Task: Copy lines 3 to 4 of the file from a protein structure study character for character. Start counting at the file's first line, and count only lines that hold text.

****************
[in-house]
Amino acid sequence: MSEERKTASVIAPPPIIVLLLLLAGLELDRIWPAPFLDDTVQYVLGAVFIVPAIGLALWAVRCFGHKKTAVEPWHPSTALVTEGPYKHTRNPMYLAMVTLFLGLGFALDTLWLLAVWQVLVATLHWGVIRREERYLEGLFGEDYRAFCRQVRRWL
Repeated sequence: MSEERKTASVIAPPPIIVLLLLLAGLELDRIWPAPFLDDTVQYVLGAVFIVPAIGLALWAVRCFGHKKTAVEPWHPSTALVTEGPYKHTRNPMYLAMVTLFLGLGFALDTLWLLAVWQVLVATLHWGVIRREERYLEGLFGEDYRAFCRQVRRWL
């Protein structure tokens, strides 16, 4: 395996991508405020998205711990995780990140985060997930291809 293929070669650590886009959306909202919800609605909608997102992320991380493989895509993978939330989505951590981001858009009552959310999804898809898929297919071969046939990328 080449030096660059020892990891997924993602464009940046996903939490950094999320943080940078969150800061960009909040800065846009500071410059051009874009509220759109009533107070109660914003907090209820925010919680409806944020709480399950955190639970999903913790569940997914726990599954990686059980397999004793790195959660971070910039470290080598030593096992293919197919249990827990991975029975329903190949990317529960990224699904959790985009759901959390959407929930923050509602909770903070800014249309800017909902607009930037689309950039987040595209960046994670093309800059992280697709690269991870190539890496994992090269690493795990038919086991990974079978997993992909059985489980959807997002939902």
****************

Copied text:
Repeated sequence: MSEERKTASVIAPPPIIVLLLLLAGLELDRIWPAPFLDDTVQYVLGAVFIVPAIGLALWAVRCFGHKKTAVEPWHPSTALVTEGPYKHTRNPMYLAMVTLFLGLGFALDTLWLLAVWQVLVATLHWGVIRREERYLEGLFGEDYRAFCRQVRRWL
């Protein structure tokens, strides 16, 4: 395996991508405020998205711990995780990140985060997930291809 293929070669650590886009959306909202919800609605909608997102992320991380493989895509993978939330989505951590981001858009009552959310999804898809898929297919071969046939990328 080449030096660059020892990891997924993602464009940046996903939490950094999320943080940078969150800061960009909040800065846009500071410059051009874009509220759109009533107070109660914003907090209820925010919680409806944020709480399950955190639970999903913790569940997914726990599954990686059980397999004793790195959660971070910039470290080598030593096992293919197919249990827990991975029975329903190949990317529960990224699904959790985009759901959390959407929930923050509602909770903070800014249309800017909902607009930037689309950039987040595209960046994670093309800059992280697709690269991870190539890496994992090269690493795990038919086991990974079978997993992909059985489980959807997002939902």